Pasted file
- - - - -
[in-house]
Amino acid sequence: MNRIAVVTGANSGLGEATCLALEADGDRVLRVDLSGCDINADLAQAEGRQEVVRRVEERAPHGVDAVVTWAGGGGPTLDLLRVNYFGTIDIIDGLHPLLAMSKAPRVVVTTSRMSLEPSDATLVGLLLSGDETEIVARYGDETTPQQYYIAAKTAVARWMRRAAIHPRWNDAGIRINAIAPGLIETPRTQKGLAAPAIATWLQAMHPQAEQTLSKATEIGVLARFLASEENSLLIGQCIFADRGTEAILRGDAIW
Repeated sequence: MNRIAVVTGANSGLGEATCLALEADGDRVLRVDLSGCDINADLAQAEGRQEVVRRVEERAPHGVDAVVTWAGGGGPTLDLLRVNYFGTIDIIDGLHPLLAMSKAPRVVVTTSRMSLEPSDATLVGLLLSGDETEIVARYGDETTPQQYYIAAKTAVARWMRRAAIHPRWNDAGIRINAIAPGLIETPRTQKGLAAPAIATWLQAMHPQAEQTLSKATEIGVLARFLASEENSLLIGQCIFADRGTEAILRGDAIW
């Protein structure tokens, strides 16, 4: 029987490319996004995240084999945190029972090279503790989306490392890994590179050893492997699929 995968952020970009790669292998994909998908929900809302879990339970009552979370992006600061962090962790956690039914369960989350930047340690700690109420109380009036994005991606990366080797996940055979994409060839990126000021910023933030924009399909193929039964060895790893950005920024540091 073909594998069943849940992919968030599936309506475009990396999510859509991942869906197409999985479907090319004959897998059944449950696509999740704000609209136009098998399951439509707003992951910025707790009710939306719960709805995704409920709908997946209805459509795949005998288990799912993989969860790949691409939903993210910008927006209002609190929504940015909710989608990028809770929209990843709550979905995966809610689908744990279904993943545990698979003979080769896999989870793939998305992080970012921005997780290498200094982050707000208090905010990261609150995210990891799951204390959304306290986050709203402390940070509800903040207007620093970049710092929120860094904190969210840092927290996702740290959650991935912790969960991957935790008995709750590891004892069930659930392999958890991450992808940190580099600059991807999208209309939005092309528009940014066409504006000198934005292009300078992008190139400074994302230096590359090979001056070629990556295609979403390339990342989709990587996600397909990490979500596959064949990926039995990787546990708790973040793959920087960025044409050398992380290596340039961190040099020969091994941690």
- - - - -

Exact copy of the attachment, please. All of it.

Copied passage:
[in-house]
Amino acid sequence: MNRIAVVTGANSGLGEATCLALEADGDRVLRVDLSGCDINADLAQAEGRQEVVRRVEERAPHGVDAVVTWAGGGGPTLDLLRVNYFGTIDIIDGLHPLLAMSKAPRVVVTTSRMSLEPSDATLVGLLLSGDETEIVARYGDETTPQQYYIAAKTAVARWMRRAAIHPRWNDAGIRINAIAPGLIETPRTQKGLAAPAIATWLQAMHPQAEQTLSKATEIGVLARFLASEENSLLIGQCIFADRGTEAILRGDAIW
Repeated sequence: MNRIAVVTGANSGLGEATCLALEADGDRVLRVDLSGCDINADLAQAEGRQEVVRRVEERAPHGVDAVVTWAGGGGPTLDLLRVNYFGTIDIIDGLHPLLAMSKAPRVVVTTSRMSLEPSDATLVGLLLSGDETEIVARYGDETTPQQYYIAAKTAVARWMRRAAIHPRWNDAGIRINAIAPGLIETPRTQKGLAAPAIATWLQAMHPQAEQTLSKATEIGVLARFLASEENSLLIGQCIFADRGTEAILRGDAIW
């Protein structure tokens, strides 16, 4: 029987490319996004995240084999945190029972090279503790989306490392890994590179050893492997699929 995968952020970009790669292998994909998908929900809302879990339970009552979370992006600061962090962790956690039914369960989350930047340690700690109420109380009036994005991606990366080797996940055979994409060839990126000021910023933030924009399909193929039964060895790893950005920024540091 073909594998069943849940992919968030599936309506475009990396999510859509991942869906197409999985479907090319004959897998059944449950696509999740704000609209136009098998399951439509707003992951910025707790009710939306719960709805995704409920709908997946209805459509795949005998288990799912993989969860790949691409939903993210910008927006209002609190929504940015909710989608990028809770929209990843709550979905995966809610689908744990279904993943545990698979003979080769896999989870793939998305992080970012921005997780290498200094982050707000208090905010990261609150995210990891799951204390959304306290986050709203402390940070509800903040207007620093970049710092929120860094904190969210840092927290996702740290959650991935912790969960991957935790008995709750590891004892069930659930392999958890991450992808940190580099600059991807999208209309939005092309528009940014066409504006000198934005292009300078992008190139400074994302230096590359090979001056070629990556295609979403390339990342989709990587996600397909990490979500596959064949990926039995990787546990708790973040793959920087960025044409050398992380290596340039961190040099020969091994941690």